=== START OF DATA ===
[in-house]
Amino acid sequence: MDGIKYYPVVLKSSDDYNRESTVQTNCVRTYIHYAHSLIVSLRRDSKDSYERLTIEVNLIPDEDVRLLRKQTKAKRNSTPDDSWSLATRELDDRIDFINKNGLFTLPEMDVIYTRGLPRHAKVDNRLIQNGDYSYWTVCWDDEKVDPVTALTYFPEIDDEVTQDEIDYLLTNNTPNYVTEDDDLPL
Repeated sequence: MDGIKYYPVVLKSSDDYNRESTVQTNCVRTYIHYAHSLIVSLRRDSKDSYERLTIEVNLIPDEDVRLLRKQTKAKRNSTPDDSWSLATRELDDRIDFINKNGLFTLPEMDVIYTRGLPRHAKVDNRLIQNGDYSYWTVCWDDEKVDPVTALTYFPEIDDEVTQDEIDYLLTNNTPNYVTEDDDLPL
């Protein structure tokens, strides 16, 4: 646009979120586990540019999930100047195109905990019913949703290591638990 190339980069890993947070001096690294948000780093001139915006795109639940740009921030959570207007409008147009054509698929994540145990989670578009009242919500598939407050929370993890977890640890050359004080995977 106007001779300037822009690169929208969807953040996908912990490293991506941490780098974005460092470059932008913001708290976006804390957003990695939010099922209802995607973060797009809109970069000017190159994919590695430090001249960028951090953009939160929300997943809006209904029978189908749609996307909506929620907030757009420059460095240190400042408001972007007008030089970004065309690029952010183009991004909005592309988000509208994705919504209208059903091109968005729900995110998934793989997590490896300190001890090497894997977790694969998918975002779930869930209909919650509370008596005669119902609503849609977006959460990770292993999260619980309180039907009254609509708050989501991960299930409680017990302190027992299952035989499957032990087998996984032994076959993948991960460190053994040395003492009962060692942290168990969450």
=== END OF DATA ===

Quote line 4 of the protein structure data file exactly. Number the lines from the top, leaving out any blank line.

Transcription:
């Protein structure tokens, strides 16, 4: 646009979120586990540019999930100047195109905990019913949703290591638990 190339980069890993947070001096690294948000780093001139915006795109639940740009921030959570207007409008147009054509698929994540145990989670578009009242919500598939407050929370993890977890640890050359004080995977 106007001779300037822009690169929208969807953040996908912990490293991506941490780098974005460092470059932008913001708290976006804390957003990695939010099922209802995607973060797009809109970069000017190159994919590695430090001249960028951090953009939160929300997943809006209904029978189908749609996307909506929620907030757009420059460095240190400042408001972007007008030089970004065309690029952010183009991004909005592309988000509208994705919504209208059903091109968005729900995110998934793989997590490896300190001890090497894997977790694969998918975002779930869930209909919650509370008596005669119902609503849609977006959460990770292993999260619980309180039907009254609509708050989501991960299930409680017990302190027992299952035989499957032990087998996984032994076959993948991960460190053994040395003492009962060692942290168990969450």